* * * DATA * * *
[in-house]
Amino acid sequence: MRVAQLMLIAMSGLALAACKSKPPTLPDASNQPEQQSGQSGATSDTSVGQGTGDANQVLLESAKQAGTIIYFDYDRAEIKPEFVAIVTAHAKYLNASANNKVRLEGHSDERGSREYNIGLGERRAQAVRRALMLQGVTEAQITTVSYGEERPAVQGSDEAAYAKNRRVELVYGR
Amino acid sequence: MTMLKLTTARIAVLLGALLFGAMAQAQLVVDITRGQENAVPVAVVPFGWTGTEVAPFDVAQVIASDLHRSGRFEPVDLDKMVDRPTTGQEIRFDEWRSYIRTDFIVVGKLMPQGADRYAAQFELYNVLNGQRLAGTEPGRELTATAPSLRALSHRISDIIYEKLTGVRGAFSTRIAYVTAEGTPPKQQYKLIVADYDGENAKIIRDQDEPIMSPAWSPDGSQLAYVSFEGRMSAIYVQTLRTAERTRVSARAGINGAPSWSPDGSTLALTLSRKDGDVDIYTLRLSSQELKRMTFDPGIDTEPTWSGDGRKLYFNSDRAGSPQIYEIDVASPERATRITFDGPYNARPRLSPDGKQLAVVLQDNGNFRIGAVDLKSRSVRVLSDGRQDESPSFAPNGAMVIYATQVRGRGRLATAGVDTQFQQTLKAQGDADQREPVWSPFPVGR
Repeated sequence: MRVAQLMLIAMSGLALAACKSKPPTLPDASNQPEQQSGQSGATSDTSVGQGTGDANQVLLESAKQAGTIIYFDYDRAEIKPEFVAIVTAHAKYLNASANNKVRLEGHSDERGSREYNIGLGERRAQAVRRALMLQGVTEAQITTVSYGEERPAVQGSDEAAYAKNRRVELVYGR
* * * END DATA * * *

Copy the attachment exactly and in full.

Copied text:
[in-house]
Amino acid sequence: MRVAQLMLIAMSGLALAACKSKPPTLPDASNQPEQQSGQSGATSDTSVGQGTGDANQVLLESAKQAGTIIYFDYDRAEIKPEFVAIVTAHAKYLNASANNKVRLEGHSDERGSREYNIGLGERRAQAVRRALMLQGVTEAQITTVSYGEERPAVQGSDEAAYAKNRRVELVYGR
Amino acid sequence: MTMLKLTTARIAVLLGALLFGAMAQAQLVVDITRGQENAVPVAVVPFGWTGTEVAPFDVAQVIASDLHRSGRFEPVDLDKMVDRPTTGQEIRFDEWRSYIRTDFIVVGKLMPQGADRYAAQFELYNVLNGQRLAGTEPGRELTATAPSLRALSHRISDIIYEKLTGVRGAFSTRIAYVTAEGTPPKQQYKLIVADYDGENAKIIRDQDEPIMSPAWSPDGSQLAYVSFEGRMSAIYVQTLRTAERTRVSARAGINGAPSWSPDGSTLALTLSRKDGDVDIYTLRLSSQELKRMTFDPGIDTEPTWSGDGRKLYFNSDRAGSPQIYEIDVASPERATRITFDGPYNARPRLSPDGKQLAVVLQDNGNFRIGAVDLKSRSVRVLSDGRQDESPSFAPNGAMVIYATQVRGRGRLATAGVDTQFQQTLKAQGDADQREPVWSPFPVGR
Repeated sequence: MRVAQLMLIAMSGLALAACKSKPPTLPDASNQPEQQSGQSGATSDTSVGQGTGDANQVLLESAKQAGTIIYFDYDRAEIKPEFVAIVTAHAKYLNASANNKVRLEGHSDERGSREYNIGLGERRAQAVRRALMLQGVTEAQITTVSYGEERPAVQGSDEAAYAKNRRVELVYGR